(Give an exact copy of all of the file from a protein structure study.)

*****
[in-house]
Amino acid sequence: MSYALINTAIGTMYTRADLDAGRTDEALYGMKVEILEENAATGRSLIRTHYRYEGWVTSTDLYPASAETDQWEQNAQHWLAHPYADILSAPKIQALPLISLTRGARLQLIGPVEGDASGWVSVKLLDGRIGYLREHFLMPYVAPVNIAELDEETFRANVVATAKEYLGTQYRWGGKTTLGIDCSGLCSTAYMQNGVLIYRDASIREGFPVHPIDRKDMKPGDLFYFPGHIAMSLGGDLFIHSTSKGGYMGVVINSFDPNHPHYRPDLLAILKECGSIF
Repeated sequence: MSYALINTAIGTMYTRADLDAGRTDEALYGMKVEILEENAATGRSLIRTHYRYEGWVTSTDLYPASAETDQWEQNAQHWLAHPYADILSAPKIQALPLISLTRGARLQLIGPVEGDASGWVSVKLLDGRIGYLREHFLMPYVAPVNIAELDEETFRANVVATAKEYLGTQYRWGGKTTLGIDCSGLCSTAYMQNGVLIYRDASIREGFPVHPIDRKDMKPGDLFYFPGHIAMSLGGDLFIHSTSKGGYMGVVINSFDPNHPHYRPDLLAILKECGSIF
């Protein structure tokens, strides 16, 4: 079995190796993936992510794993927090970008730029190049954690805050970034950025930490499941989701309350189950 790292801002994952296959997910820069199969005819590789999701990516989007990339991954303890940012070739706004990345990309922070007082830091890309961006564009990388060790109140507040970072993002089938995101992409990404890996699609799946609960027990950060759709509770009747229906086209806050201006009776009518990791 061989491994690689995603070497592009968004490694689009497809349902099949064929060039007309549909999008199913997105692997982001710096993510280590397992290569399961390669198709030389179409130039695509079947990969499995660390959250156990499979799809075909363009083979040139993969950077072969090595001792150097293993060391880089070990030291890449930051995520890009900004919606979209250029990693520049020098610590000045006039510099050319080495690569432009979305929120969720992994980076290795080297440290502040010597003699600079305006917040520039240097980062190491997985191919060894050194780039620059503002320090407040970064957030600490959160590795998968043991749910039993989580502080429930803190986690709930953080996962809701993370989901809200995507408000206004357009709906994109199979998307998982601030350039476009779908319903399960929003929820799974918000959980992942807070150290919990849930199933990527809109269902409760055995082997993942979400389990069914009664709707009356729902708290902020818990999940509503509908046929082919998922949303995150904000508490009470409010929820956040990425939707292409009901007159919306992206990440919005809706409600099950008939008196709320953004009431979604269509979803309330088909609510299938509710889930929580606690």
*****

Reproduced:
[in-house]
Amino acid sequence: MSYALINTAIGTMYTRADLDAGRTDEALYGMKVEILEENAATGRSLIRTHYRYEGWVTSTDLYPASAETDQWEQNAQHWLAHPYADILSAPKIQALPLISLTRGARLQLIGPVEGDASGWVSVKLLDGRIGYLREHFLMPYVAPVNIAELDEETFRANVVATAKEYLGTQYRWGGKTTLGIDCSGLCSTAYMQNGVLIYRDASIREGFPVHPIDRKDMKPGDLFYFPGHIAMSLGGDLFIHSTSKGGYMGVVINSFDPNHPHYRPDLLAILKECGSIF
Repeated sequence: MSYALINTAIGTMYTRADLDAGRTDEALYGMKVEILEENAATGRSLIRTHYRYEGWVTSTDLYPASAETDQWEQNAQHWLAHPYADILSAPKIQALPLISLTRGARLQLIGPVEGDASGWVSVKLLDGRIGYLREHFLMPYVAPVNIAELDEETFRANVVATAKEYLGTQYRWGGKTTLGIDCSGLCSTAYMQNGVLIYRDASIREGFPVHPIDRKDMKPGDLFYFPGHIAMSLGGDLFIHSTSKGGYMGVVINSFDPNHPHYRPDLLAILKECGSIF
């Protein structure tokens, strides 16, 4: 079995190796993936992510794993927090970008730029190049954690805050970034950025930490499941989701309350189950 790292801002994952296959997910820069199969005819590789999701990516989007990339991954303890940012070739706004990345990309922070007082830091890309961006564009990388060790109140507040970072993002089938995101992409990404890996699609799946609960027990950060759709509770009747229906086209806050201006009776009518990791 061989491994690689995603070497592009968004490694689009497809349902099949064929060039007309549909999008199913997105692997982001710096993510280590397992290569399961390669198709030389179409130039695509079947990969499995660390959250156990499979799809075909363009083979040139993969950077072969090595001792150097293993060391880089070990030291890449930051995520890009900004919606979209250029990693520049020098610590000045006039510099050319080495690569432009979305929120969720992994980076290795080297440290502040010597003699600079305006917040520039240097980062190491997985191919060894050194780039620059503002320090407040970064957030600490959160590795998968043991749910039993989580502080429930803190986690709930953080996962809701993370989901809200995507408000206004357009709906994109199979998307998982601030350039476009779908319903399960929003929820799974918000959980992942807070150290919990849930199933990527809109269902409760055995082997993942979400389990069914009664709707009356729902708290902020818990999940509503509908046929082919998922949303995150904000508490009470409010929820956040990425939707292409009901007159919306992206990440919005809706409600099950008939008196709320953004009431979604269509979803309330088909609510299938509710889930929580606690």